Balfron High School

  • ED/BA1
  • Corporate body
  • c. 1890 -

Balfron High School grew out of the old Parish School of Balfron. In 1919, the school became an intermediate, or "Higher Grade" school, and additional building was constructed. In 1925, it was upgraded to a full six-year secondary school and the name changed to Balfron High School. For 125 years, the main school buildings were situated on a rather restricted site between Cotton Street and Roman Road. In August 2001, a new building was completed.

Balfron Parish

  • PR/BA
  • Corporate body
  • 1845 - 2012

Prior to 1845, most local administration was provided by the kirk session of the parish. Details of this may be found in the minutes and accounts of the ecclesiastical parish at CH2/1467. In 1845, The Poor Law (Scotland) Act set up parochial boards in each ecclesiastical parish in Scotland with a Board of Supervision established in Edinburgh to oversee the administration of relief for the poor. This produced a whole new series of records related to the provision of help for those in need. As well as this function, the parish was also responsible for other aspects of local administration such as recreation grounds, refuse collection and lighting. After 1925, care of local burial grounds was transferred to the parish authorities and at this time, all existing pre-1925 lair and burial records were given over to the care of the parish council. The Local Government (Scotland) Act of 1894 replaced the parochial boards with parish councils although the system of administration remained broadly the same. The 1929 Local Government (Scotland) Act transferred the functions of the parish councils to the district councils of the local county council. Balfron Parish fell under the jurisdiction of Stirling Western No. 2 District Council. In 1948, all provision for the poor became the responsibility of the National Assistance Board with the establishment of the Welfare State in that year.

Balfron Primary School

  • ED/BA2
  • Corporate body
  • 1875 -

Balfron Primary School serves the village of Balfron and the surrounding rural area. The present building was opened in 1981 to replace the old local primary school which opened on 6th September 1875. A three classroom extension and nursery was completed in September 2003. The school is also part of the High School Campus.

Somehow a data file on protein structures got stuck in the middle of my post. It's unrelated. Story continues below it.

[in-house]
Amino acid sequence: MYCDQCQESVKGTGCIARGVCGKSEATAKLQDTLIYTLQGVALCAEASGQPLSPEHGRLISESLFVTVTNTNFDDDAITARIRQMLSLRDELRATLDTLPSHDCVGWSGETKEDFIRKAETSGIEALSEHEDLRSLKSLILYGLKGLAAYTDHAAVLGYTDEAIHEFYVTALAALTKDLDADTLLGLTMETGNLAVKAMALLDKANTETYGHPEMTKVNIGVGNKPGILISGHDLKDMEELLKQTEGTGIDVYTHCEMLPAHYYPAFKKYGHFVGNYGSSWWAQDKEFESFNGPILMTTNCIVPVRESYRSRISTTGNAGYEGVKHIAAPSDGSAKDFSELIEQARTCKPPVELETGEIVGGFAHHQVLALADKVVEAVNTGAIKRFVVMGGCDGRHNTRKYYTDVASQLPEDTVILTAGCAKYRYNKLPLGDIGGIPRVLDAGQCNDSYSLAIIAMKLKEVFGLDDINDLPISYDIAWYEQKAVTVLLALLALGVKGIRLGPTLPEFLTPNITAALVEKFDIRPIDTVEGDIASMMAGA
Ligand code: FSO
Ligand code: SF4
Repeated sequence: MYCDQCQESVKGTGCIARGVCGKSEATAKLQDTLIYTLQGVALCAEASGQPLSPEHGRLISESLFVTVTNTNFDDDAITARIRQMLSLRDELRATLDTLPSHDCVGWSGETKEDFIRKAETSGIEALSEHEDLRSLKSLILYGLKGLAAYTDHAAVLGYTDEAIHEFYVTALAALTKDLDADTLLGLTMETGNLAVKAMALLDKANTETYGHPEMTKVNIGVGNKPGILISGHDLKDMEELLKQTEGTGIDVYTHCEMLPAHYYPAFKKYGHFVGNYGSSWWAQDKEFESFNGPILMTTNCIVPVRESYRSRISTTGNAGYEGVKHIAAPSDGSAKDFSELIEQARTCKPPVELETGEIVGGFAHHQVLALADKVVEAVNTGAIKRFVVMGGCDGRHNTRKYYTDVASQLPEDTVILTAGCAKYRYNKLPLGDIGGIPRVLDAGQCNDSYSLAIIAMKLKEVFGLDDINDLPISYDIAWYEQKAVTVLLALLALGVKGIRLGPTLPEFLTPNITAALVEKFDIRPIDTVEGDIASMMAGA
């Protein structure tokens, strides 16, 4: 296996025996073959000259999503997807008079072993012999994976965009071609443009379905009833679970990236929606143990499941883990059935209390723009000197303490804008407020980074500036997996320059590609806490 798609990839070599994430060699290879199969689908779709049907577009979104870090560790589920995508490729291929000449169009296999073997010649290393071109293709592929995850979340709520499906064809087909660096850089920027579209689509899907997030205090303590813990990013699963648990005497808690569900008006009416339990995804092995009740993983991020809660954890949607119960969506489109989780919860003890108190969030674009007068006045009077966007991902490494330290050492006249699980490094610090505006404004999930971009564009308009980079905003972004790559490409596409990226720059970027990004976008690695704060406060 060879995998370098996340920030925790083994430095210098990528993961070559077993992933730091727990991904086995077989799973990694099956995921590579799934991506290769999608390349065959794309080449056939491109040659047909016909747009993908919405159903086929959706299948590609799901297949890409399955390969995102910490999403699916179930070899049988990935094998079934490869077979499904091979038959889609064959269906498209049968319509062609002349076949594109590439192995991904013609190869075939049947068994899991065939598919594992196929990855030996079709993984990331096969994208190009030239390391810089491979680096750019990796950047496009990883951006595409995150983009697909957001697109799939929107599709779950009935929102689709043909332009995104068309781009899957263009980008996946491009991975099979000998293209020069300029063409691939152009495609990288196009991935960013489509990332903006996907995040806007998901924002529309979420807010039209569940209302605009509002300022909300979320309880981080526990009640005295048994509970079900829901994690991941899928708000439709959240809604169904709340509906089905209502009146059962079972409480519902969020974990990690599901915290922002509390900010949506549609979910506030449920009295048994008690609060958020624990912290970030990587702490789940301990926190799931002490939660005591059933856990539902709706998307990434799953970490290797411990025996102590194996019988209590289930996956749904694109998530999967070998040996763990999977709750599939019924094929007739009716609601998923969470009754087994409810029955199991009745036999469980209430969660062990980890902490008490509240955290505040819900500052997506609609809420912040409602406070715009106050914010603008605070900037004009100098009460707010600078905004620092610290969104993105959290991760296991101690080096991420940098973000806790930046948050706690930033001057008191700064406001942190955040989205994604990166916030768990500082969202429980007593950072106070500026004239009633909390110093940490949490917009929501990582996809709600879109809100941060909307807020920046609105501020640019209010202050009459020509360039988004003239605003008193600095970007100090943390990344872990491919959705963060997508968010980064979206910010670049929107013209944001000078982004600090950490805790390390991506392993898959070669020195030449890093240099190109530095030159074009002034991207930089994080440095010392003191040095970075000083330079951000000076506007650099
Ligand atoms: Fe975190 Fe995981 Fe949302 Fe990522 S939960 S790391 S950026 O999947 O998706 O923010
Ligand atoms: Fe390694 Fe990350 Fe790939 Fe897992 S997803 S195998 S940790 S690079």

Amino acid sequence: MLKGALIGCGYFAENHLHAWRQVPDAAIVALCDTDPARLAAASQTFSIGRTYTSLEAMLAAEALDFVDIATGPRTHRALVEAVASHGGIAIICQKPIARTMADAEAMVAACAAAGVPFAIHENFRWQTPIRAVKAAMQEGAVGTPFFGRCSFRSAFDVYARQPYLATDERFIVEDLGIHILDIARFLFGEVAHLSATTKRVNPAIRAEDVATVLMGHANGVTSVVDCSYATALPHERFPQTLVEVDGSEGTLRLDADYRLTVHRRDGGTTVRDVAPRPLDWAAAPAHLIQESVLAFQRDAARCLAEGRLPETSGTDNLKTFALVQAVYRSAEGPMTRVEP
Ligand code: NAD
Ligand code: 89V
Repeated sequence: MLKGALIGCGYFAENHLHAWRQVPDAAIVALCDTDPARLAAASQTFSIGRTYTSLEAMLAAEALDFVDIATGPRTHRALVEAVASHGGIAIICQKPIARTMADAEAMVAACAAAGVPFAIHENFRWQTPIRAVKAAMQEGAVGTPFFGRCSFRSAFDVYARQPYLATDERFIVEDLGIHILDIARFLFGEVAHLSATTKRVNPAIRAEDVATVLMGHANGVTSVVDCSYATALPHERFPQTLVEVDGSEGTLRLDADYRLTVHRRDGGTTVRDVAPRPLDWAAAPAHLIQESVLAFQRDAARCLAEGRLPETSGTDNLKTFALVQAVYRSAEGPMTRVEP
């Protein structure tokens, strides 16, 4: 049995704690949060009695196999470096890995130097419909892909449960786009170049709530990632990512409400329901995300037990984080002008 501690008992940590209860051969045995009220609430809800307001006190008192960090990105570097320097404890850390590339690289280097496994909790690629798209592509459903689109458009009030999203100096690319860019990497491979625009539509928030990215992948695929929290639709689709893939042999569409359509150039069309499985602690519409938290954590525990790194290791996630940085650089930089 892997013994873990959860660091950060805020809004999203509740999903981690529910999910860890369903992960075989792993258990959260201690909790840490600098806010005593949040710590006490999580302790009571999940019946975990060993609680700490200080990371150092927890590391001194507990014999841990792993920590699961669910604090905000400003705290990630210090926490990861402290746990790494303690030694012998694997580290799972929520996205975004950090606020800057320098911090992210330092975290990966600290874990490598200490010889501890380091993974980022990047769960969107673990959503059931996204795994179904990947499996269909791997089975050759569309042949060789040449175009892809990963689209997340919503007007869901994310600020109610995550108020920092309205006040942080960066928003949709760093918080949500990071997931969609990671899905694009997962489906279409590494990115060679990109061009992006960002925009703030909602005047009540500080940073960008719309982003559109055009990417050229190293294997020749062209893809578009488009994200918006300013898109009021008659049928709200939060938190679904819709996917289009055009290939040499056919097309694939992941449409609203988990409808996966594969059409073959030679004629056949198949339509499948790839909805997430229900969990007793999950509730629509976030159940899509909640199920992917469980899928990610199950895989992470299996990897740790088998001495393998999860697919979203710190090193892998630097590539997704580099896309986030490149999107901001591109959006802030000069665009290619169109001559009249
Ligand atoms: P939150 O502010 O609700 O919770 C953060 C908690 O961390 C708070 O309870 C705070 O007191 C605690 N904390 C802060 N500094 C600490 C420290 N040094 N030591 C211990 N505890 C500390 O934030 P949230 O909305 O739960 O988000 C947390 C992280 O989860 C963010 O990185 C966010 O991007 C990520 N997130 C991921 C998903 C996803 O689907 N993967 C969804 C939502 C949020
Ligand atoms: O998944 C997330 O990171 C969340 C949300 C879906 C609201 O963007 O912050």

Balquhidder Parish

  • PR/BQ
  • Corporate body
  • 1845 - 1975

Prior to 1845, most local administration was provided by the kirk session of the parish. Details of this may be found in the minutes and accounts of the ecclesiastical parish at CH2/469. In 1845 the Poor Law (Scotland) Act set up parochial boards in each ecclesiastical parish in Scotland with a Board of Supervision established in Edinburgh to oversee the administration or relief for the poor. This produced a whole new series of records related to the provision of help for those in need. As well as this function, the parish was also responsible for other aspects of local administration such as recreation grounds, refuse collection and lighting. After 1925, care of local burial grounds was transferred to the parish authorities and at this time, all existing pre-1925 lair and burial records were given over to the care of the parish council. The Local Government (Scotland) Act of 1894 replaced the parochial boards with parish councils although the system of administration remained broadly the same. The 1929 Local Government (Scotland) Act transferred the functions of the parish councils to the district councils of the local county council. Balquhidder Parish fell under the jurisdiction of Perth Western District Council. In 1948, all provision for the poor became the responsibility of the National Assistance Board with the establishment of the Welfare State in that year.

Balquhidder Primary School

  • ED/BQ1
  • Corporate body
  • 1873-1994

A new school house was first proposed in Balquhidder in 1869 by the Heritors of Balquhidder. This was to replace the old school buildings in the village. Land was offered by David Carnegie to help form a Schoolmaster’s garden in Kirkton farm and Balquhidder Public School opened on the 4th April 1873. The school closed on 31st March 1994.